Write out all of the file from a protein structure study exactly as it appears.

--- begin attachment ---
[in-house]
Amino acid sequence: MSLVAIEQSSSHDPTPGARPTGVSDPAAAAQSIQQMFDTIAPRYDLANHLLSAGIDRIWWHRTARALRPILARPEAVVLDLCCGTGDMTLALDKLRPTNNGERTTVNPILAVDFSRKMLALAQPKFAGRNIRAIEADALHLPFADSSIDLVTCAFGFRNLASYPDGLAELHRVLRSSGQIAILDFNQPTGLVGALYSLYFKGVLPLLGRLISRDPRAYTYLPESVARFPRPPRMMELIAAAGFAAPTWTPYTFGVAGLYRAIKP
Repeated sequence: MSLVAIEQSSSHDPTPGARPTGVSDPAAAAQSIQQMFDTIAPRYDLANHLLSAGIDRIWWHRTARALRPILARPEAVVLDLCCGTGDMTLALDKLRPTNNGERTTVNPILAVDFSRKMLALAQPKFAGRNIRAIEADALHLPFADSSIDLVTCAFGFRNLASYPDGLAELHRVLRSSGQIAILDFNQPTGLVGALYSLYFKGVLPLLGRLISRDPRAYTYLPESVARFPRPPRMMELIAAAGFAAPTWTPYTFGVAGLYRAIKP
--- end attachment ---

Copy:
[in-house]
Amino acid sequence: MSLVAIEQSSSHDPTPGARPTGVSDPAAAAQSIQQMFDTIAPRYDLANHLLSAGIDRIWWHRTARALRPILARPEAVVLDLCCGTGDMTLALDKLRPTNNGERTTVNPILAVDFSRKMLALAQPKFAGRNIRAIEADALHLPFADSSIDLVTCAFGFRNLASYPDGLAELHRVLRSSGQIAILDFNQPTGLVGALYSLYFKGVLPLLGRLISRDPRAYTYLPESVARFPRPPRMMELIAAAGFAAPTWTPYTFGVAGLYRAIKP
Repeated sequence: MSLVAIEQSSSHDPTPGARPTGVSDPAAAAQSIQQMFDTIAPRYDLANHLLSAGIDRIWWHRTARALRPILARPEAVVLDLCCGTGDMTLALDKLRPTNNGERTTVNPILAVDFSRKMLALAQPKFAGRNIRAIEADALHLPFADSSIDLVTCAFGFRNLASYPDGLAELHRVLRSSGQIAILDFNQPTGLVGALYSLYFKGVLPLLGRLISRDPRAYTYLPESVARFPRPPRMMELIAAAGFAAPTWTPYTFGVAGLYRAIKP